5. Wilde Lake by Laura Lippman [Review Copy].- More crime fiction, this time from a great American author whose work I have never read, but comes highly recommended by fellow author Megan Abbott. The only thing I know about this novel is that the past comes to haunt the main female character in a small town.


6. The Light of Paris by Eleanor Brown [Review Copy].- I read Eleanor Brown’s first novel The Weird Sisters years ago, and she was the first author I got to interview for the blog. When her publicist contacted and offered a review copy of her new novel inspired by her grandmother’s live I couldn’t refuse.


7. All the Rage by Courtney Summers [Bought/Gifted].- More on rape culture, this novel explores the psychological development of a rape victim in Canada. Quite a different context from O’Neill’s book if it not were for the generalisation of rape culture.


8. Charlotte Brontë: A Life by Claire Harman [Review Copy].- I was reminded of my love for Charlotte Brontë after reviewing Reader, I Married Him, a collection of short stories inspired by Jane Eyre. I realised then that I would love to know more about Charlotte, and this biography came highly recommended.


9. The Awakening by Kate Chopin [Bought/Gifted].- It’s been 6 years since I first read Chopin’s tale of feminist awakening and I still think of Edna Pontellier a lot. Maybe it is time for a re-reading.


10. Three Guineas by Virginia Wolf [Bought/Gifted].- I read and fell in love with A Room of One’s Own a few years ago, and I didn’t get to read her other famous essay Thee Guineas. I think an essay will be perfect to read more than fiction this summer.


Disclaimer! Because rules are meant to be broken, here are some alternative readings that I am also really looking forward to:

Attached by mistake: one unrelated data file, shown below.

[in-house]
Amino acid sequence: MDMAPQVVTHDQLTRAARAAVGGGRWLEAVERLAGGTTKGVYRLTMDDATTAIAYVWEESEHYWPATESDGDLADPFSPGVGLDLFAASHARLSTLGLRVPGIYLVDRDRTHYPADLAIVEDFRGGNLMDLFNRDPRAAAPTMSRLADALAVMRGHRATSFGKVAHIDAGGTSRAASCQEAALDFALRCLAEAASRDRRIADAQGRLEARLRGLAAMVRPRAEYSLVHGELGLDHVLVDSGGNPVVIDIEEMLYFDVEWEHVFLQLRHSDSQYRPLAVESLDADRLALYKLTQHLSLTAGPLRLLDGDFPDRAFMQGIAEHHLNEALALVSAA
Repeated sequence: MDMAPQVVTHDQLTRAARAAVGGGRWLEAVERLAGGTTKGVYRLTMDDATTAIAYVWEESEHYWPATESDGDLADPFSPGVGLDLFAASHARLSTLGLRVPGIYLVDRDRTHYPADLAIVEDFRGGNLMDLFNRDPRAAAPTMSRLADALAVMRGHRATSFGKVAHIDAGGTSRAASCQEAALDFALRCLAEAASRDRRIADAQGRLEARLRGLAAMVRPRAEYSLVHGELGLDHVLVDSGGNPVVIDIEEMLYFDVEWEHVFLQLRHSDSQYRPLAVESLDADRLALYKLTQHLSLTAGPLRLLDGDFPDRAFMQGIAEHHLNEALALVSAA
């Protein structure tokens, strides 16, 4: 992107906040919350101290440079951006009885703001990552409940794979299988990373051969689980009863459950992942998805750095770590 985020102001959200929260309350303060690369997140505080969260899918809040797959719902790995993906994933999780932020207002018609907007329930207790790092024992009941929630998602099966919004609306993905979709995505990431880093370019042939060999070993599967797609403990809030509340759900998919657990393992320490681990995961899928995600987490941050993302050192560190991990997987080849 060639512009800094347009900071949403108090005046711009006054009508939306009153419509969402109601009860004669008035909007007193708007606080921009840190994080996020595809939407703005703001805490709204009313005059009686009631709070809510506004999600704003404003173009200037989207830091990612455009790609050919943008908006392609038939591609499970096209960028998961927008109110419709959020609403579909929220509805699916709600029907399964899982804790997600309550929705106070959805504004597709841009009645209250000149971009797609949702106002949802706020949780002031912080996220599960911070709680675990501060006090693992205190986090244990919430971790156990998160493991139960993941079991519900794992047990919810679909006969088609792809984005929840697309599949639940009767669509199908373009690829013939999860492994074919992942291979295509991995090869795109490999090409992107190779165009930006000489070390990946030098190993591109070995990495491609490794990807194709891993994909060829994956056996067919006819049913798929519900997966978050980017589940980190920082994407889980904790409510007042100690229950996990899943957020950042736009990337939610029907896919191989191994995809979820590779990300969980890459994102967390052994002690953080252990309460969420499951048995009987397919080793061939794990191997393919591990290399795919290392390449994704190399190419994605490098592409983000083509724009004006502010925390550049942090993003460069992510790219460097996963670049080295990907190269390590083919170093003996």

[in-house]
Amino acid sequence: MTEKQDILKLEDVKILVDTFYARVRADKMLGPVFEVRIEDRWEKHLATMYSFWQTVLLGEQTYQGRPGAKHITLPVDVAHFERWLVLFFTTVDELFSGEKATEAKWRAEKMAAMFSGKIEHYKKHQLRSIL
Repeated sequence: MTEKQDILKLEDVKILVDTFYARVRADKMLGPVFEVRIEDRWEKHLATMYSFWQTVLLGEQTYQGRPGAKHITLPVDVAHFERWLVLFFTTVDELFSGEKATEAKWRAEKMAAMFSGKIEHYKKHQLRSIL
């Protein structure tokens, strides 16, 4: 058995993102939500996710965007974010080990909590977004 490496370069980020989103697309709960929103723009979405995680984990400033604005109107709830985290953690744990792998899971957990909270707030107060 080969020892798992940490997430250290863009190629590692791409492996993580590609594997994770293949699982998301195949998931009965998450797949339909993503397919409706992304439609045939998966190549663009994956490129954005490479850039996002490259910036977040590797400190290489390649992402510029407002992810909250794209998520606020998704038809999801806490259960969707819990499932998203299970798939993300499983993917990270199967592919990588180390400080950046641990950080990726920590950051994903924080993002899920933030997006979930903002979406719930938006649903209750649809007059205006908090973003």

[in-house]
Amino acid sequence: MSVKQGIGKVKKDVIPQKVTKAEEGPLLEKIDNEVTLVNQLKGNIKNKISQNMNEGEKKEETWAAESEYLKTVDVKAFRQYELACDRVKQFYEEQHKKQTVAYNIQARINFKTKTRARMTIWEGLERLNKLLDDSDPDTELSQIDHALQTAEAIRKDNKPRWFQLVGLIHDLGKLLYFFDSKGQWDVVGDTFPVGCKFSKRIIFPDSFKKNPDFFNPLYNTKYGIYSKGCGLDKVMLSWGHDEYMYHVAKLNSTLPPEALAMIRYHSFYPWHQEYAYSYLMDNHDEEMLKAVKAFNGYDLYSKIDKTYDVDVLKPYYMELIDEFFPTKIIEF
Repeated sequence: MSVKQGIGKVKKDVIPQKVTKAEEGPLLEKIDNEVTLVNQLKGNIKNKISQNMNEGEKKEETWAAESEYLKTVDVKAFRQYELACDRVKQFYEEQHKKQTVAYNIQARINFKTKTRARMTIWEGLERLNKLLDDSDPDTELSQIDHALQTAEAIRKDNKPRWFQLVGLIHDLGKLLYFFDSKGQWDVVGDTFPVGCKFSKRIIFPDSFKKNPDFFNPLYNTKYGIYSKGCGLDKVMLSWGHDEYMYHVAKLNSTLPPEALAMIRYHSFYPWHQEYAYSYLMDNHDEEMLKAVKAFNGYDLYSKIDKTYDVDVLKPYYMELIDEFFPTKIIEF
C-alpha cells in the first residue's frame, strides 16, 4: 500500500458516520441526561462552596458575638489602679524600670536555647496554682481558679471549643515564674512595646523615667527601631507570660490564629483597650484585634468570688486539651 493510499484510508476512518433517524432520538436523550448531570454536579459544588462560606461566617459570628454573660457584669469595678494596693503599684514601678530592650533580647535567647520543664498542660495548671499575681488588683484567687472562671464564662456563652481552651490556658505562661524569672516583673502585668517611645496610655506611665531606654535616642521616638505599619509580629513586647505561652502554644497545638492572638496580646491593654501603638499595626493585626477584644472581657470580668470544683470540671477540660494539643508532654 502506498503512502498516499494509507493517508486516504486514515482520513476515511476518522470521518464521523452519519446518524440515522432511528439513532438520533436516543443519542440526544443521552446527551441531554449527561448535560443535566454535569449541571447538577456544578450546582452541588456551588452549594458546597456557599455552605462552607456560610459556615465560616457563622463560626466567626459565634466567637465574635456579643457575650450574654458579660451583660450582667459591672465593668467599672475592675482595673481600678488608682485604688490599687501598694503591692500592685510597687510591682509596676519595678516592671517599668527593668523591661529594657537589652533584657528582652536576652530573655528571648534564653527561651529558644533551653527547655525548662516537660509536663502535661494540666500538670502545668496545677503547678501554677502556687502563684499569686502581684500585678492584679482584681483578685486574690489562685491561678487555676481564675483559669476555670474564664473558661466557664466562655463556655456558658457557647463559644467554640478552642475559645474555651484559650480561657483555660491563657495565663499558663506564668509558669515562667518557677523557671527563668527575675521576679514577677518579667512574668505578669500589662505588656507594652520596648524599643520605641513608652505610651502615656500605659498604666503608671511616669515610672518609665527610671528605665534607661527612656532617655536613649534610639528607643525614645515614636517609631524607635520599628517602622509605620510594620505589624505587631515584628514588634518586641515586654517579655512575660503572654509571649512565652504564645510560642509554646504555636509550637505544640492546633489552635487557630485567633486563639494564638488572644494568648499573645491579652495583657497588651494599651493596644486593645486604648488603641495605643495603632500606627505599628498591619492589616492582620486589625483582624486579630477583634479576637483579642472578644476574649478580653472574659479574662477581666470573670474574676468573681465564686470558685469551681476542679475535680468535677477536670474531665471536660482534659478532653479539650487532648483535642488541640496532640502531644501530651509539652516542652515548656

EXTRA 11: The Age of Innocence/ The House of Mirth by Edith Wharton [Library].- I have wanted to read a 19th century novel for a while now, and I can’t believe I haven’t read anything by Wharton yet.


EXTRA 12: The Handmaid’s Tale by Margaret Atwood [Library].- Margaret Atwood and Kate Atkinson are my go-tos for comfort reading. I know I will love their works, and they will inspire me to keep writing and reading.


EXTRA 13: A God in Ruins by Kate Atkinson [Review Copy].- Everyone has loved Atkinson’s last novel so much that I haven’t brought myself to read it yet. But I know I should.


EXTRA 14: Negotiating with the Dead: A Writer on Writing by Margaret Atwood [Library].- Just in case I need some writing inspiration, I can’t think of a better person to help me than Atwood.


For more information on all these books, you can check my 10 Books of Summer Challenge reading list at Goodreads here.

Quick Personal Update: Summer is Here!

For the last couple of weeks I have been trying to post a review per week and visit your blogs as frequently as I could. But it somehow felt cold and distant, because I usually share more than just reviews here. This week I also have a book to review, don’t worry,  but it’s June already and I have realised I had not posted a Personal Update since February. Isn’t it about time?

The first thing I want to tell you is that I finished watching the first episode of Marcella last night and I am in love. I had heard wonderful things about both the TV show as a crime show, and Marcella as a female character. I even read this piece on The Pool about Marcella’s parka, which I desperately need right now even though it is summer and I would probably melt. Also, can we talk long hours about her fringe? It’s just perfect.


I have been reading and writing lots for my PhD thesis, submitting papers, articles and proposals. So much so, that I have fallen into a writing routine that makes me feel productive and happy. The only trouble here is the 9 hours of sleep I need every night in order to remain nice and not a monster, and my incapability to get out of bed unless I have a train to catch because there is only one each hour and I can’t afford to lose it. Actually, losing that train could cost me a morning’s work. Staying in bed half an hour more? Is it really going to change much, isn’t it? (Yes, it is… I am learning it the hard way).


Look out! It’s sunny and warm and everyone is passing their final exams – good luck to everyone taking them – and I am still working from morning til evening. I read and write every day, but I have been out of a job since December, so I am also trying to find any kind of job related to editing or writing. No such luck for the moment, I’m afraid. However, I have had some positive feedback on my CV, which is always a nice thing to hear.